Not long ago I visited St. Peter’s Basilica in Rome, and marvelled under Michelangelo’s magnificent dome at the fragmented scripture comprising the inscription around its base. The inscription reads, “You are Peter and on this rock I will build my Church…to you I will give the keys of the kingdom of Heaven.” excerpted from Matthew 16:18-20. There wasn’t enough room for the entire text of verse 18 which reads (according to the NIV), “And I tell you that you are Peter, and on this rock I will build my church, and the gates of Hades will not overcome it.” Pretty impressive, particularly when gazing up into that dome.
A year later Joe Stowell stood in front of a cave called “the Gates of Hell” on a Day of Discovery broadcast. I then realized that there is a real place called the Gates of Hell, and the scripture of Matthew 16 was much more graphic—more ‘real’.
Then I came across the following clip from Ray Vander Laan‘s “Faith Lessons” DVD series. Ray puts this scripture in context. It was a graduation ceremony of sorts for the disciples. Jesus took them to Caesarea Philippi, stood below that cave and told them that no culture would prevail against His kingdom. They would then leave Caesarea Philippi and head to Jerusalem and the crucifixion.
As Ray points out in this gifted teaching, we are charged by Christ with a mission, and that mission involves attacking our culture. But we are not called to attack like the crusaders. We are called to attack using the example of Jesus Christ—with love, forgiveness, gentleness, patience, respect and joy in our hearts. Sounds easy enough—until you try. As the Apostle Paul wrote in 1st Thessalonians, “Make sure that nobody pays back wrong for wrong, but always try to be kind to each other and everyone else.” (1 Thessalonians 5:15). The ‘trying’ is very important. When? Always. To whom? Everyone.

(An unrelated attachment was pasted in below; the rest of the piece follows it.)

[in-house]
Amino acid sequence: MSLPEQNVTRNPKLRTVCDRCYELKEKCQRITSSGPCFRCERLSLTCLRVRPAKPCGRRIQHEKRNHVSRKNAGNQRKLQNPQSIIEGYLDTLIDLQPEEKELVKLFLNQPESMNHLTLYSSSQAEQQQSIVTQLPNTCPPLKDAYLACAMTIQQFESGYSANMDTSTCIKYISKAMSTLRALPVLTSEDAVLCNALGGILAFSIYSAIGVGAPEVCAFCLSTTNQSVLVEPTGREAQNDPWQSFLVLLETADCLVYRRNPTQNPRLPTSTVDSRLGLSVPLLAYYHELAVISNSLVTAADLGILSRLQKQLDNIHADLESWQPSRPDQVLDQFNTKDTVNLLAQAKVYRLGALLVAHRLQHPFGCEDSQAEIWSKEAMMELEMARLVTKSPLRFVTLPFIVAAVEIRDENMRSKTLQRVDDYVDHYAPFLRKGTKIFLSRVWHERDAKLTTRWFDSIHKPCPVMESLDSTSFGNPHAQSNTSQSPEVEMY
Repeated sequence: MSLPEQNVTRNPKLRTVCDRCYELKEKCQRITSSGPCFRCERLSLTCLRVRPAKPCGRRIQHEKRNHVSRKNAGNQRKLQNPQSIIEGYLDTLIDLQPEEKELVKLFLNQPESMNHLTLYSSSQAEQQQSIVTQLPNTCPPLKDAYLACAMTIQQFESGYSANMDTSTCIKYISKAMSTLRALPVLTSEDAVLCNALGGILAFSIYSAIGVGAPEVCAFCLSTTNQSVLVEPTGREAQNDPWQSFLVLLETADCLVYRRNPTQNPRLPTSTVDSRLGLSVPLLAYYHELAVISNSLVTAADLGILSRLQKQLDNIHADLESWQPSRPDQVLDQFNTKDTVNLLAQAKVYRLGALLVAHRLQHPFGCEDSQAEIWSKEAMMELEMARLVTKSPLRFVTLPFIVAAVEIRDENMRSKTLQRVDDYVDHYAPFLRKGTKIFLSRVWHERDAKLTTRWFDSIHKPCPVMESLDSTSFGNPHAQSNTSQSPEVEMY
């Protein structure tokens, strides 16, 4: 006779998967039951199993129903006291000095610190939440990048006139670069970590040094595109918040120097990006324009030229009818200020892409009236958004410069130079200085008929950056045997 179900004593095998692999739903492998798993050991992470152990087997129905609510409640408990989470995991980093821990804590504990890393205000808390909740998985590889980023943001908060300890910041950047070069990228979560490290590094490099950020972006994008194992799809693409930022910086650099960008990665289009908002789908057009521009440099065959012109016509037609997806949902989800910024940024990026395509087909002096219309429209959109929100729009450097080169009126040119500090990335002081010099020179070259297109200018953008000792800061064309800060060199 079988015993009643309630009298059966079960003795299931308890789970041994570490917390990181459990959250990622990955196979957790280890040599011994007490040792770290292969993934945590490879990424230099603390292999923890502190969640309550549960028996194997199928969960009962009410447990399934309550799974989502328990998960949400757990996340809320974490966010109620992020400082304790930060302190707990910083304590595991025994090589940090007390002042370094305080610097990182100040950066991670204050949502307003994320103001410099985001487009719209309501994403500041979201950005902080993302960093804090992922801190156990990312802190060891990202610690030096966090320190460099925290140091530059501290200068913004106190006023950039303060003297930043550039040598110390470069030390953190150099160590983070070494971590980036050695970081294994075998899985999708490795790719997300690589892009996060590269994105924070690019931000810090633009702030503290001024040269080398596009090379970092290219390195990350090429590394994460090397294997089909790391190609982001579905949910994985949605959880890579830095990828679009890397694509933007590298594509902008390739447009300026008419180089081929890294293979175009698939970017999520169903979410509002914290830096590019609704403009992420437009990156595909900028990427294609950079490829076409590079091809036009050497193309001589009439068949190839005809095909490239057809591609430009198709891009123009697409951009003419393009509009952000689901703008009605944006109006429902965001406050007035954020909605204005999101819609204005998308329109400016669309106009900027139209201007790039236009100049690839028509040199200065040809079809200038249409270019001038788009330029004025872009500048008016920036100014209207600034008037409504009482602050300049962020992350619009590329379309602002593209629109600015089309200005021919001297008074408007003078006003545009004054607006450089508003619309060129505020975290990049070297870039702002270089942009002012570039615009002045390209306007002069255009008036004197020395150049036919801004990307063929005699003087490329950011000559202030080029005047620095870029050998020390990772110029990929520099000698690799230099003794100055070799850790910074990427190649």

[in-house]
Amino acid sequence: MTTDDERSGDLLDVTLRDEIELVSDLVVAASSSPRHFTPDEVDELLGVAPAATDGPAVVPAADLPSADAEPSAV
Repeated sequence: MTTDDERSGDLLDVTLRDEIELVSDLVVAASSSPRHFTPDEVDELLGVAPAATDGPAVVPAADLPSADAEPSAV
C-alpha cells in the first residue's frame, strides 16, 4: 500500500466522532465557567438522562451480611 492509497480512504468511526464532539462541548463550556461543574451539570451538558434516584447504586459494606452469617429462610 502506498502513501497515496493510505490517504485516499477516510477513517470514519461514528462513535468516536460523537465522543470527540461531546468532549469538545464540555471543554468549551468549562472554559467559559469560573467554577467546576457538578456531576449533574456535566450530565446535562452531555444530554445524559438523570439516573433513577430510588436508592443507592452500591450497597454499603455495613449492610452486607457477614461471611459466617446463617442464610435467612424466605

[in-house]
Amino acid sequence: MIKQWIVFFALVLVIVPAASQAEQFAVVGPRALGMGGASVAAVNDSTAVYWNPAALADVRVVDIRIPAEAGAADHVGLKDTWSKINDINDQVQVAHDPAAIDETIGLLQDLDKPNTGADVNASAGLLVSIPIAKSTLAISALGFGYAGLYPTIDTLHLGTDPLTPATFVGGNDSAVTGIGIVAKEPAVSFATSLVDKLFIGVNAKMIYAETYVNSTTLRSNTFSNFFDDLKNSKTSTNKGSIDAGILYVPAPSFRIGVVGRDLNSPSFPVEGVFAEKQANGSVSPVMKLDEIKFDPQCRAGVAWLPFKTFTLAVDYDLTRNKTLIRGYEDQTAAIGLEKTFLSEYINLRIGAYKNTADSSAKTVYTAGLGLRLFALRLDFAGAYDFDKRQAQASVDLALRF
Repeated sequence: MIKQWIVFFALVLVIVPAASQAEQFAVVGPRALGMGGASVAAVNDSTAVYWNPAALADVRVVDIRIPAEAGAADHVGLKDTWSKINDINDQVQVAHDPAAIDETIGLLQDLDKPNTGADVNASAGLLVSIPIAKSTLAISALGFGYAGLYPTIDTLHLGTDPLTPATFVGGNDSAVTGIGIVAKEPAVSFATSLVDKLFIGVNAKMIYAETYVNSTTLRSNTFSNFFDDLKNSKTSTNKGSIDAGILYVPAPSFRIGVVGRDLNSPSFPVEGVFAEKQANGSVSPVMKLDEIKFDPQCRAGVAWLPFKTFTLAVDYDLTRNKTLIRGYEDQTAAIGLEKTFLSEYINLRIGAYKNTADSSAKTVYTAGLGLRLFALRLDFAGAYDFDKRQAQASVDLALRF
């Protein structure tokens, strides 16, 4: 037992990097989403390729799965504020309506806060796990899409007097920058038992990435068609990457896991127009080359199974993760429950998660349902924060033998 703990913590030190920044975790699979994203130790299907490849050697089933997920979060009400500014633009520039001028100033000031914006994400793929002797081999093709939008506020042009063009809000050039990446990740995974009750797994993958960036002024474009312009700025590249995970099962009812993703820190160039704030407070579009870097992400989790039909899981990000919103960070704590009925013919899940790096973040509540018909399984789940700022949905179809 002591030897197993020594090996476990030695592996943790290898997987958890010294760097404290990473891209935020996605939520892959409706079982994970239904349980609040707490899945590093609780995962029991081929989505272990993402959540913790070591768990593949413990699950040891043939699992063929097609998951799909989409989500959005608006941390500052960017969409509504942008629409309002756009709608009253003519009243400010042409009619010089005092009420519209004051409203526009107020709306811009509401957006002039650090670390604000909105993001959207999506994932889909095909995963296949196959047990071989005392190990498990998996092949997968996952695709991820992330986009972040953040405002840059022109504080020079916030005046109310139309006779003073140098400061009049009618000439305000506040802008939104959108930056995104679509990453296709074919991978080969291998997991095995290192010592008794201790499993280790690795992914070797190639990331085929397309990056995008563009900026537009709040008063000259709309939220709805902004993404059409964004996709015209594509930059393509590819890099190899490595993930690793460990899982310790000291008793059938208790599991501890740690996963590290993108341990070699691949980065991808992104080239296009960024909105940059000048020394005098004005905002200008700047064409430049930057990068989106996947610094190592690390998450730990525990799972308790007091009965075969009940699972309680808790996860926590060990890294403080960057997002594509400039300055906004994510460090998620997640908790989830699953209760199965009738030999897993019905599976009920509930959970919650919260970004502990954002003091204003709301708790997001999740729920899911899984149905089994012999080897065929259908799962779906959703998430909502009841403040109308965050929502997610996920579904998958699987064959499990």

July 7th, 2021 at 9:25 am
Love RVL – probably my favourite biblical/life/discipleship teacher – but I’m a little wary when you talk of ‘attacking’ our culture – what Jesus did in the world was not described as ‘attacking his culture, but ” going about doing good, and healing all that were oppressed of the devil; for God was with him.” [Acts 10:28] The Gates of Hell were singularly incapable of prevailing against him! That is our example.
Of course there are always those that counsel us to take up the cudgels and publicly demonstrate against ‘the way things are’ – Jesus refused to take that road [Jn. 7:3-4].
When he does challenge directly, it is to those in Authority (which always predicates Responsibility) because they are narrowing the grace of God where they should facilitate it:- the synagogue officials who think a woman shouldn’t be unbound on the Sabbath; the Disciples when they seek to deny blessings to children; the market-traders who have taken over designated access space for seekers after God at the Temple with full connivance from its authorities. . . In such contexts his challenge/anger is ‘public’ – otherwise, “He was oppressed, and he was afflicted, yet he opened not his mouth: he is brought as a lamb to the slaughter, and as a sheep before her shearers is dumb, so he opened not his mouth.” [Is. 53:7]
He will not cry aloud or lift up his voice, or make it heard in the street;
a bruised reed he will not break, and a faintly burning wick he will not quench [Is. 42-3].
We should stand as a witness before the World – letting our light shine by our good works, always careful to remember OUR ‘warfare’ is not against ‘flesh and blood’.
Edmund Tustian – UK